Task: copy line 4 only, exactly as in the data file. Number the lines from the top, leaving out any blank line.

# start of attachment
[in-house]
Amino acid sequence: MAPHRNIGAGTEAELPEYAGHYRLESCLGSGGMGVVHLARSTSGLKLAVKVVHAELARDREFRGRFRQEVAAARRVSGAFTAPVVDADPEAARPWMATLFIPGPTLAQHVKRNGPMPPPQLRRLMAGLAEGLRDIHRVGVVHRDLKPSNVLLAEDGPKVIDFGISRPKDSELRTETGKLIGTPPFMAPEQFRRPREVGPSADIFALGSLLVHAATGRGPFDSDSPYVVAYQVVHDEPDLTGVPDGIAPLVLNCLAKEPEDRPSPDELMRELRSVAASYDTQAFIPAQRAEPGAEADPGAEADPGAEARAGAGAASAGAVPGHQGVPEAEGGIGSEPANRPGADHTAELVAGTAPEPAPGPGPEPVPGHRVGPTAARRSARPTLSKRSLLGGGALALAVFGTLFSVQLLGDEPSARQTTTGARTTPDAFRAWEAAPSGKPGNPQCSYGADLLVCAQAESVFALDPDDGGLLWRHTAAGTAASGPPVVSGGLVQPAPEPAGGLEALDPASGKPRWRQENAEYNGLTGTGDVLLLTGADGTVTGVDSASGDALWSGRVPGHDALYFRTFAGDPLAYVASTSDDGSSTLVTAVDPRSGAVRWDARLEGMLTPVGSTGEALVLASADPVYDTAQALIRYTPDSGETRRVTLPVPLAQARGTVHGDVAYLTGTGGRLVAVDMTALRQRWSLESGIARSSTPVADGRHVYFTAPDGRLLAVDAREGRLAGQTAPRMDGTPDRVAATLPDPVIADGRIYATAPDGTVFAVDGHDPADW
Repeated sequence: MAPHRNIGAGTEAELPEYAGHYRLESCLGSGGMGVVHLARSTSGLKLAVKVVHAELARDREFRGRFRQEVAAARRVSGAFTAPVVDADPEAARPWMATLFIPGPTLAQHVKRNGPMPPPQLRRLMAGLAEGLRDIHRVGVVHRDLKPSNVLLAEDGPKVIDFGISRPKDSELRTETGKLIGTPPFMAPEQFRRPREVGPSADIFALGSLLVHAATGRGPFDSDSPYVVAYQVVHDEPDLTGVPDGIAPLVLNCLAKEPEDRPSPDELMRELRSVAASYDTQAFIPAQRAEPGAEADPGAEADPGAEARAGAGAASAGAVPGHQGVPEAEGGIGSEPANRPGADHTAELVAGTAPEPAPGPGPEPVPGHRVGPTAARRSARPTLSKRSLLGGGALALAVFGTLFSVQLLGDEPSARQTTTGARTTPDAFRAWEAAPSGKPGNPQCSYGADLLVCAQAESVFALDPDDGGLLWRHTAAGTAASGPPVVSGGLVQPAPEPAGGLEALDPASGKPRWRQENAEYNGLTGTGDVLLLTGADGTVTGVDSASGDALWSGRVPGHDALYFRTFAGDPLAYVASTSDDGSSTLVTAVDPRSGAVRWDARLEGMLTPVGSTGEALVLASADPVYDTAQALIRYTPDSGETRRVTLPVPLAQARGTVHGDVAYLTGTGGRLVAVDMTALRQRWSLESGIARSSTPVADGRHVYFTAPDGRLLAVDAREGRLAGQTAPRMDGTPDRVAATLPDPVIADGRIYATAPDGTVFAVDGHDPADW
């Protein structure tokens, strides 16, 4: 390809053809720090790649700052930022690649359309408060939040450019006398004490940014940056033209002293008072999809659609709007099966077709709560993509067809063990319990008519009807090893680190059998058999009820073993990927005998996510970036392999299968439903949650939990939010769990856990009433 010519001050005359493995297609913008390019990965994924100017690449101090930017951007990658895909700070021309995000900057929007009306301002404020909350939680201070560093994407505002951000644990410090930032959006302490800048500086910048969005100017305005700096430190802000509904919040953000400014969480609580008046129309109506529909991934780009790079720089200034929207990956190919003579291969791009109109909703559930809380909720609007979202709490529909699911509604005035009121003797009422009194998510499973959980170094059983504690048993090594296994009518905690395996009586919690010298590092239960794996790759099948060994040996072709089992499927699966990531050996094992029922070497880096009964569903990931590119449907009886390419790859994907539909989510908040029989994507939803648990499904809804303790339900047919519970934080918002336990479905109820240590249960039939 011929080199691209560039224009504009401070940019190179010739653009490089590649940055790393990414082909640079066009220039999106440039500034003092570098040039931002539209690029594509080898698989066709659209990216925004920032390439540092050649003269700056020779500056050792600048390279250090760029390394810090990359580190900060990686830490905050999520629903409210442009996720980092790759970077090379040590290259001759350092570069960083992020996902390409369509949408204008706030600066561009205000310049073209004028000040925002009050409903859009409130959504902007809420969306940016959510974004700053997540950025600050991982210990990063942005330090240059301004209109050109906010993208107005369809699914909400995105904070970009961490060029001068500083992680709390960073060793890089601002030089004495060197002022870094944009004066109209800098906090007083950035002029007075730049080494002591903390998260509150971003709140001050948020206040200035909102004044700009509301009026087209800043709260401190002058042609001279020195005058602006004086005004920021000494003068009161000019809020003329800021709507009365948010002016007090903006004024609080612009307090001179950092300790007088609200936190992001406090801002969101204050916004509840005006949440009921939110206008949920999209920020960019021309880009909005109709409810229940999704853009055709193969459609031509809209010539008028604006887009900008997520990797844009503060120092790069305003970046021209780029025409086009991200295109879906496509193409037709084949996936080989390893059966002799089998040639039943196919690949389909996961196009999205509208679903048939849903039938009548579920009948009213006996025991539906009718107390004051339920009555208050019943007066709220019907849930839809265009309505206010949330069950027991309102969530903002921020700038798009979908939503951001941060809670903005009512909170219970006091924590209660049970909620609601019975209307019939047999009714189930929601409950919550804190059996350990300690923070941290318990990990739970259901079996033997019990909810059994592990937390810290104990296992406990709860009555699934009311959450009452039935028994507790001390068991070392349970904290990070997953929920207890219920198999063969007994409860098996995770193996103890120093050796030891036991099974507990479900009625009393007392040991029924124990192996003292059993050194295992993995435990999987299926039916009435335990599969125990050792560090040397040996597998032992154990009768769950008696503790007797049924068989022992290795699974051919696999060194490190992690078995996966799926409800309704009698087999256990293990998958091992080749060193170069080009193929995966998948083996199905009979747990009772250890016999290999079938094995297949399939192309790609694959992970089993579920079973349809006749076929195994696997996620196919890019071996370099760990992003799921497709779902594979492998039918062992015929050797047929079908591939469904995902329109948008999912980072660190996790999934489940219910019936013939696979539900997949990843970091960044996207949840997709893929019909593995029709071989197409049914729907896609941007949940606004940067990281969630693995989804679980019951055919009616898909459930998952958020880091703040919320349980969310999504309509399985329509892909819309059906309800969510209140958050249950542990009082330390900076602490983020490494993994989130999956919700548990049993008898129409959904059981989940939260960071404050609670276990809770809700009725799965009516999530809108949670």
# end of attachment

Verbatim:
């Protein structure tokens, strides 16, 4: 390809053809720090790649700052930022690649359309408060939040450019006398004490940014940056033209002293008072999809659609709007099966077709709560993509067809063990319990008519009807090893680190059998058999009820073993990927005998996510970036392999299968439903949650939990939010769990856990009433 010519001050005359493995297609913008390019990965994924100017690449101090930017951007990658895909700070021309995000900057929007009306301002404020909350939680201070560093994407505002951000644990410090930032959006302490800048500086910048969005100017305005700096430190802000509904919040953000400014969480609580008046129309109506529909991934780009790079720089200034929207990956190919003579291969791009109109909703559930809380909720609007979202709490529909699911509604005035009121003797009422009194998510499973959980170094059983504690048993090594296994009518905690395996009586919690010298590092239960794996790759099948060994040996072709089992499927699966990531050996094992029922070497880096009964569903990931590119449907009886390419790859994907539909989510908040029989994507939803648990499904809804303790339900047919519970934080918002336990479905109820240590249960039939 011929080199691209560039224009504009401070940019190179010739653009490089590649940055790393990414082909640079066009220039999106440039500034003092570098040039931002539209690029594509080898698989066709659209990216925004920032390439540092050649003269700056020779500056050792600048390279250090760029390394810090990359580190900060990686830490905050999520629903409210442009996720980092790759970077090379040590290259001759350092570069960083992020996902390409369509949408204008706030600066561009205000310049073209004028000040925002009050409903859009409130959504902007809420969306940016959510974004700053997540950025600050991982210990990063942005330090240059301004209109050109906010993208107005369809699914909400995105904070970009961490060029001068500083992680709390960073060793890089601002030089004495060197002022870094944009004066109209800098906090007083950035002029007075730049080494002591903390998260509150971003709140001050948020206040200035909102004044700009509301009026087209800043709260401190002058042609001279020195005058602006004086005004920021000494003068009161000019809020003329800021709507009365948010002016007090903006004024609080612009307090001179950092300790007088609200936190992001406090801002969101204050916004509840005006949440009921939110206008949920999209920020960019021309880009909005109709409810229940999704853009055709193969459609031509809209010539008028604006887009900008997520990797844009503060120092790069305003970046021209780029025409086009991200295109879906496509193409037709084949996936080989390893059966002799089998040639039943196919690949389909996961196009999205509208679903048939849903039938009548579920009948009213006996025991539906009718107390004051339920009555208050019943007066709220019907849930839809265009309505206010949330069950027991309102969530903002921020700038798009979908939503951001941060809670903005009512909170219970006091924590209660049970909620609601019975209307019939047999009714189930929601409950919550804190059996350990300690923070941290318990990990739970259901079996033997019990909810059994592990937390810290104990296992406990709860009555699934009311959450009452039935028994507790001390068991070392349970904290990070997953929920207890219920198999063969007994409860098996995770193996103890120093050796030891036991099974507990479900009625009393007392040991029924124990192996003292059993050194295992993995435990999987299926039916009435335990599969125990050792560090040397040996597998032992154990009768769950008696503790007797049924068989022992290795699974051919696999060194490190992690078995996966799926409800309704009698087999256990293990998958091992080749060193170069080009193929995966998948083996199905009979747990009772250890016999290999079938094995297949399939192309790609694959992970089993579920079973349809006749076929195994696997996620196919890019071996370099760990992003799921497709779902594979492998039918062992015929050797047929079908591939469904995902329109948008999912980072660190996790999934489940219910019936013939696979539900997949990843970091960044996207949840997709893929019909593995029709071989197409049914729907896609941007949940606004940067990281969630693995989804679980019951055919009616898909459930998952958020880091703040919320349980969310999504309509399985329509892909819309059906309800969510209140958050249950542990009082330390900076602490983020490494993994989130999956919700548990049993008898129409959904059981989940939260960071404050609670276990809770809700009725799965009516999530809108949670």